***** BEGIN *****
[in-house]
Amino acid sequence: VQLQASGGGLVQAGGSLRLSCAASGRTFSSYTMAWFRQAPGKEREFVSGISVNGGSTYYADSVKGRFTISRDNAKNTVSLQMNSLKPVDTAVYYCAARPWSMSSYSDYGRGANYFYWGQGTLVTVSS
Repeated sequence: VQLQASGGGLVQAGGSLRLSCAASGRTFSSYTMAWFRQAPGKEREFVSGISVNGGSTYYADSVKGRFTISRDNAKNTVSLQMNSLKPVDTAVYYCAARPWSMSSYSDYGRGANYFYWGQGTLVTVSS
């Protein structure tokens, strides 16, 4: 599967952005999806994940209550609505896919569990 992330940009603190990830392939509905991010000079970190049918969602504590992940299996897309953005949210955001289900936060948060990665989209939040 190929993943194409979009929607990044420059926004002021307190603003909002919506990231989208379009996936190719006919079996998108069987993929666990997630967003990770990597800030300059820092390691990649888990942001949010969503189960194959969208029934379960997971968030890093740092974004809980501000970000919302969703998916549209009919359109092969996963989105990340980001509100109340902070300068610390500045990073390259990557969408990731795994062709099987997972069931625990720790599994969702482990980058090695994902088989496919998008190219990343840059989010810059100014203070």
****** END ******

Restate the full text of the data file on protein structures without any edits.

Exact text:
[in-house]
Amino acid sequence: VQLQASGGGLVQAGGSLRLSCAASGRTFSSYTMAWFRQAPGKEREFVSGISVNGGSTYYADSVKGRFTISRDNAKNTVSLQMNSLKPVDTAVYYCAARPWSMSSYSDYGRGANYFYWGQGTLVTVSS
Repeated sequence: VQLQASGGGLVQAGGSLRLSCAASGRTFSSYTMAWFRQAPGKEREFVSGISVNGGSTYYADSVKGRFTISRDNAKNTVSLQMNSLKPVDTAVYYCAARPWSMSSYSDYGRGANYFYWGQGTLVTVSS
């Protein structure tokens, strides 16, 4: 599967952005999806994940209550609505896919569990 992330940009603190990830392939509905991010000079970190049918969602504590992940299996897309953005949210955001289900936060948060990665989209939040 190929993943194409979009929607990044420059926004002021307190603003909002919506990231989208379009996936190719006919079996998108069987993929666990997630967003990770990597800030300059820092390691990649888990942001949010969503189960194959969208029934379960997971968030890093740092974004809980501000970000919302969703998916549209009919359109092969996963989105990340980001509100109340902070300068610390500045990073390259990557969408990731795994062709099987997972069931625990720790599994969702482990980058090695994902088989496919998008190219990343840059989010810059100014203070």